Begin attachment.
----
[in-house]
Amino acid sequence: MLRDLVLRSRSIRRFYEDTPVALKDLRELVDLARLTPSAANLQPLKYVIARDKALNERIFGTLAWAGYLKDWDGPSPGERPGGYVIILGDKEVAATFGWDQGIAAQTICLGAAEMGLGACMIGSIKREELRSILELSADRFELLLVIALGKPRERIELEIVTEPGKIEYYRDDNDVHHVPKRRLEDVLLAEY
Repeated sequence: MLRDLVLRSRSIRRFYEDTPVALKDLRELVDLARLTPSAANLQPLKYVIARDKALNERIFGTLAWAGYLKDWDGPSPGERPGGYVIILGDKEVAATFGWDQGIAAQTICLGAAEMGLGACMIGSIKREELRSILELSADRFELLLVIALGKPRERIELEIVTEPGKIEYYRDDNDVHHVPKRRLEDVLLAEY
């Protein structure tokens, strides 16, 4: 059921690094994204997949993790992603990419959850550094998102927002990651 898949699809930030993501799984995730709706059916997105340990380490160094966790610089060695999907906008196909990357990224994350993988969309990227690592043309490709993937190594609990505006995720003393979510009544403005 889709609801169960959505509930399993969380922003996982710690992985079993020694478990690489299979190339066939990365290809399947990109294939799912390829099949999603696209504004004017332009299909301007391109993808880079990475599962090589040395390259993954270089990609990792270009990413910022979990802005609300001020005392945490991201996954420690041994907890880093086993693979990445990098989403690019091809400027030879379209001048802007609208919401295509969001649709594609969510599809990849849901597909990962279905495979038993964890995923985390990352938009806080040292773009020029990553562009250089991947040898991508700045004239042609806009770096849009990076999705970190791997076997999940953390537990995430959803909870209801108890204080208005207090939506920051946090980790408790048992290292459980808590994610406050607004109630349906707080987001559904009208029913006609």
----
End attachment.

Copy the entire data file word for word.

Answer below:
[in-house]
Amino acid sequence: MLRDLVLRSRSIRRFYEDTPVALKDLRELVDLARLTPSAANLQPLKYVIARDKALNERIFGTLAWAGYLKDWDGPSPGERPGGYVIILGDKEVAATFGWDQGIAAQTICLGAAEMGLGACMIGSIKREELRSILELSADRFELLLVIALGKPRERIELEIVTEPGKIEYYRDDNDVHHVPKRRLEDVLLAEY
Repeated sequence: MLRDLVLRSRSIRRFYEDTPVALKDLRELVDLARLTPSAANLQPLKYVIARDKALNERIFGTLAWAGYLKDWDGPSPGERPGGYVIILGDKEVAATFGWDQGIAAQTICLGAAEMGLGACMIGSIKREELRSILELSADRFELLLVIALGKPRERIELEIVTEPGKIEYYRDDNDVHHVPKRRLEDVLLAEY
């Protein structure tokens, strides 16, 4: 059921690094994204997949993790992603990419959850550094998102927002990651 898949699809930030993501799984995730709706059916997105340990380490160094966790610089060695999907906008196909990357990224994350993988969309990227690592043309490709993937190594609990505006995720003393979510009544403005 889709609801169960959505509930399993969380922003996982710690992985079993020694478990690489299979190339066939990365290809399947990109294939799912390829099949999603696209504004004017332009299909301007391109993808880079990475599962090589040395390259993954270089990609990792270009990413910022979990802005609300001020005392945490991201996954420690041994907890880093086993693979990445990098989403690019091809400027030879379209001048802007609208919401295509969001649709594609969510599809990849849901597909990962279905495979038993964890995923985390990352938009806080040292773009020029990553562009250089991947040898991508700045004239042609806009770096849009990076999705970190791997076997999940953390537990995430959803909870209801108890204080208005207090939506920051946090980790408790048992290292459980808590994610406050607004109630349906707080987001559904009208029913006609």